"Ah--ha, that's great! I love it." 「本詩意境深遠，耐人尋味﹒」
Are these examples of literary criticism? No.
Literary criticism is different from Literary appeciation: the latter
involves expressions of your feelings and pleasure in reading, your
likes and dislikes of a text, while the former, as a formal training
for literature majors, requires both literary sensibility and critical
thinking. In other words, literary criticism consists of careful analysis
of literary texts with a conscious use of some critical frameworks and
methods and an active engagement in their critical issues.
(For further details on what literary criticism is, please view this
In this course, therefore, we will try to improve our abilities in:
1. analyzing literary texts from more than one critical perspective;
2. responding critically to the issues raised by the chosen literary
or cultural texts;
3. placing, with the help of some critical theories, literature and
the issues involved in a larger context, such as those of the texts'
contemporary society, our society and our lives.
In order to have a sense of focus in the vast fields of critical theories,
we will choose Love, Desire and Class as our major topics. The
questions we discuss will be:
- How does a text produce its meanings both through form and content?
- What do the texts we examine say about love, desire and class differences?
- Are there meanings hidden in the texts and/or unknown to their authors?
If so, what are they and why?
Four critical schools will be used to help us examine the texts' meanings
and hidden meanings from various perspectives:
· New Criticism (2 wks)-textual meanings constructed through formal
unity, or with the assumptions of human liberalism.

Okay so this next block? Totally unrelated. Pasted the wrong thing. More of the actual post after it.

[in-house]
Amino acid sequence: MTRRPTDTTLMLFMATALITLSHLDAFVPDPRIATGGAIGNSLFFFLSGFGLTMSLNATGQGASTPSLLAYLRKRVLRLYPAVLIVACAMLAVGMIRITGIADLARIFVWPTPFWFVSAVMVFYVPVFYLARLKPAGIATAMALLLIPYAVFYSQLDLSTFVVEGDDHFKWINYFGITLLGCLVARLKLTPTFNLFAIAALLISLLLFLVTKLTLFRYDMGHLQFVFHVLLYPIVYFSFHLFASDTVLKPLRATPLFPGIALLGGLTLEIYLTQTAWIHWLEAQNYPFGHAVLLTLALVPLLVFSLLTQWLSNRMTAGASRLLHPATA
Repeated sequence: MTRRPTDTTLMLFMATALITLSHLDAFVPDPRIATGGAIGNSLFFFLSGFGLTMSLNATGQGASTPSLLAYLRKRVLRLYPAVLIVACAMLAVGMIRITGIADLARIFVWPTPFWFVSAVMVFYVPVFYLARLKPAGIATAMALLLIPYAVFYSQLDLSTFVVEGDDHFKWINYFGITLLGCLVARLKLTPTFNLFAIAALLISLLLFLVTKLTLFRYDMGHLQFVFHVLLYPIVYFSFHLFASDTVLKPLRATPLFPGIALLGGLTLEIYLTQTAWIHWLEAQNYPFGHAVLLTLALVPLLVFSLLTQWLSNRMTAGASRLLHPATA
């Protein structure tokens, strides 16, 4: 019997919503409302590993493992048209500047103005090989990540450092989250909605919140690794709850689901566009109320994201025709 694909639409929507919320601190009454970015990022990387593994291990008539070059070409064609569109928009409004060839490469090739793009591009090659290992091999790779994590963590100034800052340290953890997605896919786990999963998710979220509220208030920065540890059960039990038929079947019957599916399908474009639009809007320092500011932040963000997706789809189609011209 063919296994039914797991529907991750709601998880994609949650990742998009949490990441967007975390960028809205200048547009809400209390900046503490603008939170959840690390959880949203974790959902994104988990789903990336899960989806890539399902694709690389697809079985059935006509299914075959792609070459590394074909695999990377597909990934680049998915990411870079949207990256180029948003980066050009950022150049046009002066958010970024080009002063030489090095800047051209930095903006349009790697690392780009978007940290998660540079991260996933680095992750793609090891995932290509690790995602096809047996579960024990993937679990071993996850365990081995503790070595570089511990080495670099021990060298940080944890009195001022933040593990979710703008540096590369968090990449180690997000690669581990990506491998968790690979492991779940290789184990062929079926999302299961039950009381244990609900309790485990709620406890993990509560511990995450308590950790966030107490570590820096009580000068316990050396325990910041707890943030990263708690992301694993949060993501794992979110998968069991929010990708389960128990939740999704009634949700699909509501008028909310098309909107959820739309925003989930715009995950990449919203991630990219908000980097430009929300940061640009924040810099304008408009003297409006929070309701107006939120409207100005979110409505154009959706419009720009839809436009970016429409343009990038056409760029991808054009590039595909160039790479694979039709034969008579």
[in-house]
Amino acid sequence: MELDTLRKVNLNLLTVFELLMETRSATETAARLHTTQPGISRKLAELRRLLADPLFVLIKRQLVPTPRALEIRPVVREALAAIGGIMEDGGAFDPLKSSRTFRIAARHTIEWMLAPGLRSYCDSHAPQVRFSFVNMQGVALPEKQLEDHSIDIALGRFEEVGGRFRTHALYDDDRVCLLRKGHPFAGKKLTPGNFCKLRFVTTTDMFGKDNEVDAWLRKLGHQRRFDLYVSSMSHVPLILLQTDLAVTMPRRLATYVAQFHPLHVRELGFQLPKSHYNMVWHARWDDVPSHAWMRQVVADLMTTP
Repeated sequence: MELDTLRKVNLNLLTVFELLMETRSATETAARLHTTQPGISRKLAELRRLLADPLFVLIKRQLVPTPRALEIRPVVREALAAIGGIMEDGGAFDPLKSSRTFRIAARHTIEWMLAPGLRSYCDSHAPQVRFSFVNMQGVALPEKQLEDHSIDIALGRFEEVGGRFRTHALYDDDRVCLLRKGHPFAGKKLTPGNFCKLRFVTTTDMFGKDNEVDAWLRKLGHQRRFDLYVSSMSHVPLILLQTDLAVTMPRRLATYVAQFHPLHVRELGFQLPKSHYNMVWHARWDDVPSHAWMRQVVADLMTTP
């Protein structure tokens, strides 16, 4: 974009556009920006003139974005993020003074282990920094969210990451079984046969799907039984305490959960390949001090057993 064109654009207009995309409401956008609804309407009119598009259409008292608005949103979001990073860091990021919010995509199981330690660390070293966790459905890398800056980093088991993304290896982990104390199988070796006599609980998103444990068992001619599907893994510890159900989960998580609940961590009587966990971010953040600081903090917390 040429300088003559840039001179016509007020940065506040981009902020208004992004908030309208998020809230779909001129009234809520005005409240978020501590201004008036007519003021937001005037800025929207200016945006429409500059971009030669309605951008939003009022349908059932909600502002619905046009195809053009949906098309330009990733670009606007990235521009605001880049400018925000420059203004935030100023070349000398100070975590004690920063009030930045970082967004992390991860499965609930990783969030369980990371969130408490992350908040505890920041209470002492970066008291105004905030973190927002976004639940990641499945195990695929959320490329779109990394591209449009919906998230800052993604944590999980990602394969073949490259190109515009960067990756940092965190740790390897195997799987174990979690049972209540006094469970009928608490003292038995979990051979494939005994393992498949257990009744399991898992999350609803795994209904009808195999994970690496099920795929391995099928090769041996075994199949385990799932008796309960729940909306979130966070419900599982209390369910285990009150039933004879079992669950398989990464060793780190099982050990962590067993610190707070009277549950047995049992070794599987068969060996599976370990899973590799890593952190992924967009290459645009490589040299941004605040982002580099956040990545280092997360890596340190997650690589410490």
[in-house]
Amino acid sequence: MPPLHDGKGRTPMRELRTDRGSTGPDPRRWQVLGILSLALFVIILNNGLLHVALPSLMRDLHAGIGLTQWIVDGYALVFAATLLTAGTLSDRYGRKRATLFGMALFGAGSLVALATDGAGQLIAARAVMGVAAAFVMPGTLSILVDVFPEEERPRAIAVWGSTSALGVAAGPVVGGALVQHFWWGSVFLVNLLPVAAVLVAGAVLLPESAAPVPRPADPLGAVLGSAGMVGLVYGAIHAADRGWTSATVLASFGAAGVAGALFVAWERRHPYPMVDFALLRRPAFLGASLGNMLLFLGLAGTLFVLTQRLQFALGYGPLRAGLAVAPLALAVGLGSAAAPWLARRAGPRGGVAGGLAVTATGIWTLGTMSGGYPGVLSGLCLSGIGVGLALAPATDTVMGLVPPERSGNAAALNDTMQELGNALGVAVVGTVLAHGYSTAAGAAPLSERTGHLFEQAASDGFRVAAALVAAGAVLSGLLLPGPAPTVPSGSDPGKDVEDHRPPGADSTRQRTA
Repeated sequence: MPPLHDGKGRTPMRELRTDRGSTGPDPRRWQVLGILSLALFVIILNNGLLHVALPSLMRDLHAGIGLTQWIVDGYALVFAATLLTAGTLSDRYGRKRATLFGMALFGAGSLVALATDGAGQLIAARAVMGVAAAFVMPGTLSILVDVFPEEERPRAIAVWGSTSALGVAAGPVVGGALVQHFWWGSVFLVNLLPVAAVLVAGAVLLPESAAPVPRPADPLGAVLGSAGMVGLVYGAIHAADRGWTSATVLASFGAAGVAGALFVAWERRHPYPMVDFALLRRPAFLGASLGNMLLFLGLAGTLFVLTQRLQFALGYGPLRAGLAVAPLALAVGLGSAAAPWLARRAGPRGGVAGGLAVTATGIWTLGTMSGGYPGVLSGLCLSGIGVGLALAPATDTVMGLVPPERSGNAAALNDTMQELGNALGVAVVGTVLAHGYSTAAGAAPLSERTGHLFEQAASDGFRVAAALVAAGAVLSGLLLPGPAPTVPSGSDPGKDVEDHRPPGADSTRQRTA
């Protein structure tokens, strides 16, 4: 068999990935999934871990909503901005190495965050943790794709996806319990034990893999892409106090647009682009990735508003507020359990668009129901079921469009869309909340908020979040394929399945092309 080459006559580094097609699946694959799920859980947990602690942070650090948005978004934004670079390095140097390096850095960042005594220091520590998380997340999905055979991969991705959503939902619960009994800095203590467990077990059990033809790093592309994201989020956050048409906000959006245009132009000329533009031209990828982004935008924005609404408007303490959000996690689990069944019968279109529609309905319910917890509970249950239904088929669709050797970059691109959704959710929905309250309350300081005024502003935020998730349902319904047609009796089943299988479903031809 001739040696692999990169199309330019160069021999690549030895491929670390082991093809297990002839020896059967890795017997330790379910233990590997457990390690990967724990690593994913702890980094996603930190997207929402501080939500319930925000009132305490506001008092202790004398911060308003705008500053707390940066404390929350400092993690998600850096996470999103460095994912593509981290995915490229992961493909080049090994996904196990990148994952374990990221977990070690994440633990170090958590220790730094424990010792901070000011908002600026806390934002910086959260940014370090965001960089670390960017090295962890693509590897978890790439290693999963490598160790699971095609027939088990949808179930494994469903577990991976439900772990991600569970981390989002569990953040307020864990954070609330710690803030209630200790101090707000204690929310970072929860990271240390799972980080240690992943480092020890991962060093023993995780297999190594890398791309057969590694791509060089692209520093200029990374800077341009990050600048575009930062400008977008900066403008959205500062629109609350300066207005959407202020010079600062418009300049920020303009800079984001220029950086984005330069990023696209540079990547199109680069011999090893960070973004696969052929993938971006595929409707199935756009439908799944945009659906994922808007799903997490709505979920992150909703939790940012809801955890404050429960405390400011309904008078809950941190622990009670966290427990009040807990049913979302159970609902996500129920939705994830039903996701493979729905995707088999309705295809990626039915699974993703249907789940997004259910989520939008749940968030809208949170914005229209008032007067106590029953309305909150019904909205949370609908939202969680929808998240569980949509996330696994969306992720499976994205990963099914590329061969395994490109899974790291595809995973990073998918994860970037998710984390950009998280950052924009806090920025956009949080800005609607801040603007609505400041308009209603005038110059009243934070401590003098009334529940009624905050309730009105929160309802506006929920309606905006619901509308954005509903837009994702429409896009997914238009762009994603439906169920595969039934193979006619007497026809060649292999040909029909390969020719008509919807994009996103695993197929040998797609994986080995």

· Psychoanalysis (5 wks) -textual meanings driven or repressed by desires
of the authors or society;
· Marxism (5 wks) -textual meanings of social relations and ideologies;
· Cultural Studies (4 wks)- textual meanings produced in our culture
or global culture.
* This is NOT a course on the history of love in literature. Rather
we choose the texts related to love, desire and class difference for
a sense of thematic focus. As we proceed, however, you are welcome to
bring in Taiwanese and cultural texts related to these topics. This,
I believe, will bring Literary Criticism home to us.
Besides the usual stuffs - attendance, punctuality, journals, class
participation, group report and final exam, the course requires a commitment
to 1) watching the films; 2) using internet teaching materials, outside
of class and before the discussion in class.
for Group Reports: (You are not limited to the topics of love, nor the
Literature: Stories by Poe, "Should the Wizard Hit Mommy?"
Films and Popular Culture: Cat People; Psycho,
Spellbound, The Piano, Piano Teacher, I Love a Man in Uniform,
"Oedipus Rex" (Woody Allen)
Literature: "Rocking Horse Winner" (D. H. Lawrence),
"Bright Thursday" (Olive Senior), "Araby" (James
Joyce), "A Rose for Emily" (W. Faulkner), "The Aspern
Paper" (James Joyce), "A Miracle for Breakfast" (E.
Bishop), novels by Jane Austin.
Films and Popular Culture: Tess, The Lover, A Place
in the Sun, a lot of Hollywood films about love vs. money/power
(e.g. revisions of the Cinderella story such as Pretty Woman,
Working Girl, Nottinghill ).
-- novels and films by 瓊瑤,
-- poetry and novels about Romantic Love in the 19th century. (e.g.
Wuthering Heights, poems by Christina Rossetti, Emily Dickinson and
E. Barret Browning)
Films and Popular Culture:
-- Campus Folksongs on Love,
-- Contemporary Love songs by Taiwanese female singers,
-- Contemporary Taiwanese films on love in a city (e.g. 愛情萬歲，愛情來了，徵婚啟示，城市飛行，etc.),
-- Comics on love (幾米, 水瓶鯨魚)